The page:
C. fallax (as defined following the taxonomic change) is patchily distributed across mainland Sulawesi, as well as on Lembeh Island, where it occupies primary forest, and sometimes selectively logged and tall secondary forest, in the lowlands and hills, from the coast to 1,000 m, but mostly below 600 m (Fry and Fry 1999, del Hoyo et al. 2001). It is suggested that the species be listed as Near Threatened under criteria C1+2a(ii), on the basis that it probably has a moderately small population (approaching as few as 10,000 mature individuals, all in one subpopulation), which is inferred to be in continuing decline owing to on-going and extensive habitat destruction and degradation.

Comments on these suggested categories and further information, particularly on the status of C. sangirensis, would be welcomed.

References:

del Hoyo, J., Elliott, A. and Sargatal, J. (2001) Handbook of the birds of the world, Vol 6: Mousebirds to Hornbills. Barcelona, Spain: Lynx Edicions.

Fry, C. H. and Fry, K. (1999) Kingfishers, bee-eaters & rollers. Princeton, NJ: Princeton University Press.

Riley, J. (1997) The birds of Sangihe and Talaud, North Sulawesi. Kukila 9: 3–36.

Riley, J. (2002) Population sizes and the status of endemic and restricted-range bird species on Sangihe Island, Indonesia. Bird Conservation International 12: 53–78.

Tobias, J. A., Seddon, N., Spottiswoode, C. N., Pilgrim, J. D., Fishpool, L. D. C. and Collar, N. J. (2010) Quantitative criteria for species delimitation. Ibis 152: 724–746.

Related posts:

  1. Blue-banded Kingfisher (Alcedo euryzona) is being split: list A. euryzona as Critically Endangered and A. peninsulae as Vulnerable?
  2. Lilac-cheeked Kingfisher (Cittura cyanotis) is being split: list both C. cyanotis and C. sanghirensis as Near Threatened?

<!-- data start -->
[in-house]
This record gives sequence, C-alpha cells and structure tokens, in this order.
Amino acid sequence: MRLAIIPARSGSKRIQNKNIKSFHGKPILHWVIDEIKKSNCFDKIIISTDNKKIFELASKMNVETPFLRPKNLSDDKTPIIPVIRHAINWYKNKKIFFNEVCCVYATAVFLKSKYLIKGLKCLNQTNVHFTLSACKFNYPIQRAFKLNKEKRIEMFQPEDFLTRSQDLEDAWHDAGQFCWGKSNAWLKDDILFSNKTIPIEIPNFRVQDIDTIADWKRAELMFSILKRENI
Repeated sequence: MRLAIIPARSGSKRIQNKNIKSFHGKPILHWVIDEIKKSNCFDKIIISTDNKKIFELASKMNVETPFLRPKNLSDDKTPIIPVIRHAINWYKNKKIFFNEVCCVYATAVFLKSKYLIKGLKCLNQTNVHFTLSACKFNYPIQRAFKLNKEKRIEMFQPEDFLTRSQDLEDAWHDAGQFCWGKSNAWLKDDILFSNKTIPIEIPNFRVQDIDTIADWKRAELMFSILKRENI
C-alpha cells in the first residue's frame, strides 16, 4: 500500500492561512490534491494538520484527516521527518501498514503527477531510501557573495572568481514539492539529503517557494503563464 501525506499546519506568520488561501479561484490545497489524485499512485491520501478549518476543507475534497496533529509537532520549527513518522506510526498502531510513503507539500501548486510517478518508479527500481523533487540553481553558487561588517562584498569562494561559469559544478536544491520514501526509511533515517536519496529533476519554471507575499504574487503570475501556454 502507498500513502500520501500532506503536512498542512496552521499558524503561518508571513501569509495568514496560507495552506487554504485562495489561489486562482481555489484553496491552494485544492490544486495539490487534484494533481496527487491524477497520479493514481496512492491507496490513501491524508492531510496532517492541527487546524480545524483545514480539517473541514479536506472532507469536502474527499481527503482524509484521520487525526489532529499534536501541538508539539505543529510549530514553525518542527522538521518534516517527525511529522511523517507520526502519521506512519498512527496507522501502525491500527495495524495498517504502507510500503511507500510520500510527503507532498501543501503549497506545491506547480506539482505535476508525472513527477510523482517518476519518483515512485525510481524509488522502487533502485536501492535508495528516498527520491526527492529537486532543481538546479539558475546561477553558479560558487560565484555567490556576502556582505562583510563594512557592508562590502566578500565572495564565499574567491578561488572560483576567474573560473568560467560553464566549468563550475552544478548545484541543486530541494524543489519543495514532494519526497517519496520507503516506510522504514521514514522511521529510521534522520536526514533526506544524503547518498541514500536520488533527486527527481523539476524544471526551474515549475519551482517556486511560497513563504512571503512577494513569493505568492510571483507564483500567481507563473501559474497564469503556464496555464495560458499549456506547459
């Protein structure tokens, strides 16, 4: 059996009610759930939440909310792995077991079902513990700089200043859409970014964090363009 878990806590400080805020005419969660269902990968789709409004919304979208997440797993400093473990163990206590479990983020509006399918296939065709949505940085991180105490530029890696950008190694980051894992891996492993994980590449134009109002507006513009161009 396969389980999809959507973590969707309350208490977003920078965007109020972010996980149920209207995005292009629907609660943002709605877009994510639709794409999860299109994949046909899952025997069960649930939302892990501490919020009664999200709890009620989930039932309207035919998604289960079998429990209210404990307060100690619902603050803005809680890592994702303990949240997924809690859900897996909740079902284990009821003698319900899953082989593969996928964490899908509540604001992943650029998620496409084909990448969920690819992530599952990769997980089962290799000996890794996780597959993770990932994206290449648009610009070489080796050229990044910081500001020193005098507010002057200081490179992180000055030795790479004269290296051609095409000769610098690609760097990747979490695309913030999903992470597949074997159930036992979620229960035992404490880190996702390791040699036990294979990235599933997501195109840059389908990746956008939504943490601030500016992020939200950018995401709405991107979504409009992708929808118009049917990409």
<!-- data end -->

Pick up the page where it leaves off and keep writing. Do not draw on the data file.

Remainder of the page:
3. Scaly Kingfisher (Actenoides princeps) is being split: list A. regalis as Vulnerable or Endangered and A. princeps as Near Threatened?
  4. Tahiti Kingfisher (Todiramphus veneratus) is being split: list T. youngi as Endangered?
  5. Silvery Kingfisher (Alcedo argentata) is being split and Indigo-banded Kingfisher (A. cyanopectus) is being split: list A. argentata and A. flumenicola as Vulnerable and A. nigrirostris as Near Threatened?
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8 Responses to Sulawesi Kingfisher (Ceyx fallax) is being split: list C. sangirensis as Critically Endangered and C. fallax as Near Threatened?

  1. Simon Mahood says:

    I have no experience of either of these species. However, from an objective perspective it is hard to follow the logic that a species should only be classified as CR rather than CR (PE) when it hasn’t been seen for 20 years; especially when the only island from which it is definitely known has suffered ongoing habitat loss and degradation during that period, and has suffered recent faunal loss c.f. Sangihe White-eye (surely this should be uplisted to CR (PE) as well).

  2. Jon Riley says:

    I can’t see how sangirensis is anything other than extinct. I didn’t record it and given how easy it easy to see C. fallax on mainland Sulawesi can’t imagine how it could be missed. Presumably the last record is from specimen data many years ago.

  3. Augusto Faustino says:

    On a trip to Sangihe that last 4 days (from 12 to 15 July 2003) and 2 different remnant forest were visit, no kingfishers were observed.

  4. Craig Robson says:

    I have only visited limited areas on Sangihe, but I would certainly not give up hope that the species survives. Some other species in this genus can adapt to garden-like wooded ‘agriculture’ that mimics forest, as in parts of Sri Lanka for example. Do we know if the ‘species’ was found near small forest streams and wetlands? If so, similar areas could remain in plantation/garden areas that were not covered during previous forest surveys. Or am I just being overly positive?

  5. Joe Taylor says:

    Further to the posting of this discussion topic, please note the IUCN guidelines for defining Possibly Extinct taxa:

    “Critically Endangered (Possibly Extinct) taxa are those that are, on the balance of evidence, likely to be extinct, but for which there is a small chance that they may be extant. Hence they should not be listed as Extinct until adequate surveys have failed to record the species and local or unconfirmed reports have been investigated and discounted. ‘Possibly Extinct in the Wild’ correspondingly applies to such species known to survive in captivity.

    Note that ‘Possibly Extinct’ is a tag, and not a new Red List Category.